Black Box Found in Somalia is “Definitely” Not from MH370

10th May 2016

According to the representatives of the ATSB (Australian Transport Bureau), a flight recorder found a few days ago by a local Somalian businessman is not from the missing Malaysia Airlines Flight MH370.

The orange object was located on the beach near the coastal town of Gara’ad and immediately attracted attention as many believed it came from the still lost plane but, after examining it, the Australian experts determined this is not the case.

An official from ATSB said:

In any case, it is definitely not from MH370, which was equipped with a modern ‘orange brick’ style flight data recorder. It is worth noting that MH370 flight data recorder would not float, so it is highly unlikely that it will be found on any coastline.

Of course, this begs the question where did the Somalian flight recorder originate from?

One Flaperon and Stenciled Pieces Confirmed as Debris from MH370

In the last month or two, several pieces of debris from the missing aircraft have been found in the area between Mozambique, South Africa and Madagascar. Most of those, including the debris found on Rodrigues Island near Mauritius and on the coast of South Africa, have yet to be fully examined before it the officials can confirm that they once belonged to the MH370.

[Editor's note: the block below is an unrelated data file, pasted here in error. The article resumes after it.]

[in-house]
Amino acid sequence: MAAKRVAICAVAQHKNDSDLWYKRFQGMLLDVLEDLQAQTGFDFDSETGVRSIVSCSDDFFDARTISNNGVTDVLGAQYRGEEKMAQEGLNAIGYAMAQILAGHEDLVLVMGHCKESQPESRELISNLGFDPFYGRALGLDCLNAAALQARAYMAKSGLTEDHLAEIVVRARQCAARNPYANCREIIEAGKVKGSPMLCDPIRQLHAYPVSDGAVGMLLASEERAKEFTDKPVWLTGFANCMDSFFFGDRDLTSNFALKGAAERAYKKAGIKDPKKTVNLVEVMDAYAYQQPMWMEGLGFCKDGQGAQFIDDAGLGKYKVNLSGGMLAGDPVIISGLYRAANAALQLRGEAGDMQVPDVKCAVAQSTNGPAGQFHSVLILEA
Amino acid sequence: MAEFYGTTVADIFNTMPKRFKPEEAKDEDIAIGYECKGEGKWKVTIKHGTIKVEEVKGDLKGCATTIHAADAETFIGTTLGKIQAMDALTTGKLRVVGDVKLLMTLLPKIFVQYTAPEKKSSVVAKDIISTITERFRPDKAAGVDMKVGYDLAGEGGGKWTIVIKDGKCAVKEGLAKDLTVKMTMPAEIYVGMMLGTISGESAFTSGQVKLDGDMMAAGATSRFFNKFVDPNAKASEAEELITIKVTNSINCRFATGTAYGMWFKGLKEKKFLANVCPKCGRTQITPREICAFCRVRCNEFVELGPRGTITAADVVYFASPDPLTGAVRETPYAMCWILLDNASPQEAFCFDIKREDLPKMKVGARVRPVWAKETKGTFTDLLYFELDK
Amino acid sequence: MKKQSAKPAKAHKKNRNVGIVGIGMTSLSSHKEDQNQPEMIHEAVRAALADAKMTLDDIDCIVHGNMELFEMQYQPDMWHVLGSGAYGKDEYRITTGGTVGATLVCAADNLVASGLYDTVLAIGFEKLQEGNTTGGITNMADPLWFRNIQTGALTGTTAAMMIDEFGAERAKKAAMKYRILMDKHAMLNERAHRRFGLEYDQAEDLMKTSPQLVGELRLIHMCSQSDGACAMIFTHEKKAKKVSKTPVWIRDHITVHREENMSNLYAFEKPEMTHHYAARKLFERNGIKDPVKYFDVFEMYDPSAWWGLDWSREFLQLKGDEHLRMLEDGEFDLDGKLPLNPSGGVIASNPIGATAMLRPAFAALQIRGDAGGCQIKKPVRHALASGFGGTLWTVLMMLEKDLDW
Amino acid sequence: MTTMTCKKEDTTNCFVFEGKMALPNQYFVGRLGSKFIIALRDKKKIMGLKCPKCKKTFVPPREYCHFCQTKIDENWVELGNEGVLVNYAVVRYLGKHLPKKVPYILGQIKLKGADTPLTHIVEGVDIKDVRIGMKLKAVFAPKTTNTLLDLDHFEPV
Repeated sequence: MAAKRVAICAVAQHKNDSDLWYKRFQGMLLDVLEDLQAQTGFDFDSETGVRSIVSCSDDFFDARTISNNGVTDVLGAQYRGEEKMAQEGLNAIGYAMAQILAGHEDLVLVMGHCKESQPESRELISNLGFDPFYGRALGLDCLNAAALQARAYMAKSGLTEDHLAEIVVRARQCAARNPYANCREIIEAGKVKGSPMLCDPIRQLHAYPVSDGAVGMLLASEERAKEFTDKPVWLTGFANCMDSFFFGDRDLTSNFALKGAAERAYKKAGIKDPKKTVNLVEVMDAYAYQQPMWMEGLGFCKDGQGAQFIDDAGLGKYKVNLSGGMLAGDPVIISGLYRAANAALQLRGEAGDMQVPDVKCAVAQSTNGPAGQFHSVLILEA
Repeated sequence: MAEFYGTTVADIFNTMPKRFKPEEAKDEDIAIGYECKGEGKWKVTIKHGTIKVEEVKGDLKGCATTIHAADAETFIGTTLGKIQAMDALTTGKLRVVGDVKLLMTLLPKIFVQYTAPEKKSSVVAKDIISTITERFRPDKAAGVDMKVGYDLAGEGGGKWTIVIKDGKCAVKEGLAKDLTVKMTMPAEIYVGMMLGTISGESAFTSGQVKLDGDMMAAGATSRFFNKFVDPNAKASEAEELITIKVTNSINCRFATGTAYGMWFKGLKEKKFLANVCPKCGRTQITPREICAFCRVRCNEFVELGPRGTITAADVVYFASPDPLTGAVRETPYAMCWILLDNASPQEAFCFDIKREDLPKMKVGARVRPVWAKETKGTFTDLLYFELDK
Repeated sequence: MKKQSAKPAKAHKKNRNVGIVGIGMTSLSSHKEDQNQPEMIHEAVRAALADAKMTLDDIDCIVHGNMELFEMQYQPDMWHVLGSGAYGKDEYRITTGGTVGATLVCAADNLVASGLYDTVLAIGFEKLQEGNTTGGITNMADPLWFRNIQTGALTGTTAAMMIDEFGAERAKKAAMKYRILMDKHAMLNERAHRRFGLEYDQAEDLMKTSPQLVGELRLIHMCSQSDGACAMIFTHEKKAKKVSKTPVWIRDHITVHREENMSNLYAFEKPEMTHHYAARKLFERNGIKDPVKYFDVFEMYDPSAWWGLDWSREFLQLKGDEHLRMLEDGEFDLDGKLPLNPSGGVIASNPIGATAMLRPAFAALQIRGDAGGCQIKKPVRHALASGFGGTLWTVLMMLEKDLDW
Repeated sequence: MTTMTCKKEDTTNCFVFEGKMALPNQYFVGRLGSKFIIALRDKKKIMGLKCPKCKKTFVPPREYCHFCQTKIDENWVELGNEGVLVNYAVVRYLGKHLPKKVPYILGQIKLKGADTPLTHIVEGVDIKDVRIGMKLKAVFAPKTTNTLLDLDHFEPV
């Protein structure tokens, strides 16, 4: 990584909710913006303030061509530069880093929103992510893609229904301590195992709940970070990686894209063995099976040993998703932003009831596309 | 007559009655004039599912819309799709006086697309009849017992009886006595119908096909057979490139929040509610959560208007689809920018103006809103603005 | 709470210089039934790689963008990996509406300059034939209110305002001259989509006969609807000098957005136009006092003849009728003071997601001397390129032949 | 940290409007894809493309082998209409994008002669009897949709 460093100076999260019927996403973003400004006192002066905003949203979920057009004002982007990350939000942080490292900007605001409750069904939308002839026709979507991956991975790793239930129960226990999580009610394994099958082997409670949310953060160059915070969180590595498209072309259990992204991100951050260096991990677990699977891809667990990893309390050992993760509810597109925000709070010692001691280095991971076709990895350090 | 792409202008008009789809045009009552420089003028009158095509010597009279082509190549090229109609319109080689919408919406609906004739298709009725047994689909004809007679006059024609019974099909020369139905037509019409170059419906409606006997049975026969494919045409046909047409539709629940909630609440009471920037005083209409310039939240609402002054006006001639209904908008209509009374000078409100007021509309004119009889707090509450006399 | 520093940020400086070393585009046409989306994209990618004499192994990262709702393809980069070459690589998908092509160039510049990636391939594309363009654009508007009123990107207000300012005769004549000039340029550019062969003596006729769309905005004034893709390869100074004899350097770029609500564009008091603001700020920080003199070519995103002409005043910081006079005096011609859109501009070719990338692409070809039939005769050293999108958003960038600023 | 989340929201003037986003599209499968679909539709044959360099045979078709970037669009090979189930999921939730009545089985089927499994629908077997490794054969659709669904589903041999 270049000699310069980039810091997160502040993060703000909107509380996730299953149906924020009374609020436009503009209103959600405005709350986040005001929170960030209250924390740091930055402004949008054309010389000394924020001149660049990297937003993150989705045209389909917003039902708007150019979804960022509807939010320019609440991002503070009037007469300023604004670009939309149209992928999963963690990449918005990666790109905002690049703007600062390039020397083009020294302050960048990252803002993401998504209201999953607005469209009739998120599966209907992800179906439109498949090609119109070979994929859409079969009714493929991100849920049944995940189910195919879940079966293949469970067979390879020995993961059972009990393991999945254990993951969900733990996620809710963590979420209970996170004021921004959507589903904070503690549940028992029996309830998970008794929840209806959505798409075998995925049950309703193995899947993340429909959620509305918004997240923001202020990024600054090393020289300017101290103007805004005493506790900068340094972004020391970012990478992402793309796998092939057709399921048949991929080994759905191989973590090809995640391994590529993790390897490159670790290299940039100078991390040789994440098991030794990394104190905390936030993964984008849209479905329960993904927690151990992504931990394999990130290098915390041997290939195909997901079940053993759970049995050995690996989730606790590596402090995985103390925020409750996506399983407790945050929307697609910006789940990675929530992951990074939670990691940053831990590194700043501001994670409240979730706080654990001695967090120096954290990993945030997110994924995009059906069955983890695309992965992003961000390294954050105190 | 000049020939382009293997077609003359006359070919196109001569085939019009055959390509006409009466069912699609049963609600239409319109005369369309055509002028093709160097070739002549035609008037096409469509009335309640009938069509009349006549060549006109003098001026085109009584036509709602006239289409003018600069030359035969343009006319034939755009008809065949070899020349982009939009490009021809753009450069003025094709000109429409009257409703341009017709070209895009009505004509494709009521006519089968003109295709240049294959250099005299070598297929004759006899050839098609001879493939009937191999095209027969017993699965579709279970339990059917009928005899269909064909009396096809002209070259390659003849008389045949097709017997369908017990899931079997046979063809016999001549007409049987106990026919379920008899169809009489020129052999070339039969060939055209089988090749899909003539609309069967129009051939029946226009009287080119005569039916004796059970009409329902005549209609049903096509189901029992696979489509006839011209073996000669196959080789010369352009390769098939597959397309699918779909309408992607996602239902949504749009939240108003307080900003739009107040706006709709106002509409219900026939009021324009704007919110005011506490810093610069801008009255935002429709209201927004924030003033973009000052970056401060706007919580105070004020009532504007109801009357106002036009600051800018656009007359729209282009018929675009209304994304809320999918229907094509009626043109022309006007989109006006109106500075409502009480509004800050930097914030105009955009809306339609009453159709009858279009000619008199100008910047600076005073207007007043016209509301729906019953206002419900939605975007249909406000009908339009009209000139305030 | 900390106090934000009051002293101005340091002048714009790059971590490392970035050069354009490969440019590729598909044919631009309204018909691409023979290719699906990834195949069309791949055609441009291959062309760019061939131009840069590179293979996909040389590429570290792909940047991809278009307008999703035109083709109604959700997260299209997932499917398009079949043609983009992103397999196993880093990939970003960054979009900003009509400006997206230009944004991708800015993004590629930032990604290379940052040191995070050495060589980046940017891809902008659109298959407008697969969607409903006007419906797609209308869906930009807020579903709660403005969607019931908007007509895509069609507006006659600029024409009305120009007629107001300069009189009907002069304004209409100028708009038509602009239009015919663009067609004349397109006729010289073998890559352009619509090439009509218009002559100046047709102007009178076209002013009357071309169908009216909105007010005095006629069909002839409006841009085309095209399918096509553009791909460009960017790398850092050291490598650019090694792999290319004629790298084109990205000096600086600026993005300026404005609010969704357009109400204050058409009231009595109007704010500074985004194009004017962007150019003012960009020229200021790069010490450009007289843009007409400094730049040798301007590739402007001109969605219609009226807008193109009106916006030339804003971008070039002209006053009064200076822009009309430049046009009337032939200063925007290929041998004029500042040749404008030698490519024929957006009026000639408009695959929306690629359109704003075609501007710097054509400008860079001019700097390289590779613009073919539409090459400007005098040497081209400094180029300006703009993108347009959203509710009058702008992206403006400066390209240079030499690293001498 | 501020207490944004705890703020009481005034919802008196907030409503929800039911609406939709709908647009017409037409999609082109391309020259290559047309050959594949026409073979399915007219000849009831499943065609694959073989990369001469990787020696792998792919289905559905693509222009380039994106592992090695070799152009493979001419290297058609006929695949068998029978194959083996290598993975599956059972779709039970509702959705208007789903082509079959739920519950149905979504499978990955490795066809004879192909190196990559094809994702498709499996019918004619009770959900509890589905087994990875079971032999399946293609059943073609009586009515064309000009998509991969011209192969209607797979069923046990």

However, after examining the stenciled codes on two pieces of debris that have been found on the coast of Mozambique, the Australian Transport Safety Bureau experts were able to confirm that they indeed come from Malaysia Airlines MH370 flight.

For a long time, before the Mozambique pieces were found and confirmed, the only confirmed piece of the plane was a flaperon found last year in July on the French-owned island of Reunion near Madagascar.

Malaysia Airlines Flight MH370 disappeared in March 2014 at an unknown location over the Indian Ocean. The plane, which carried 239 passengers and crew members, was flying from Kuala Lumpur International Airport (KLIA) and was scheduled to land in the capital of China, Beijing. However, not an hour into the flight, the air control lost all contact with the aircraft and the bulk of the wreckage is yet to be found.

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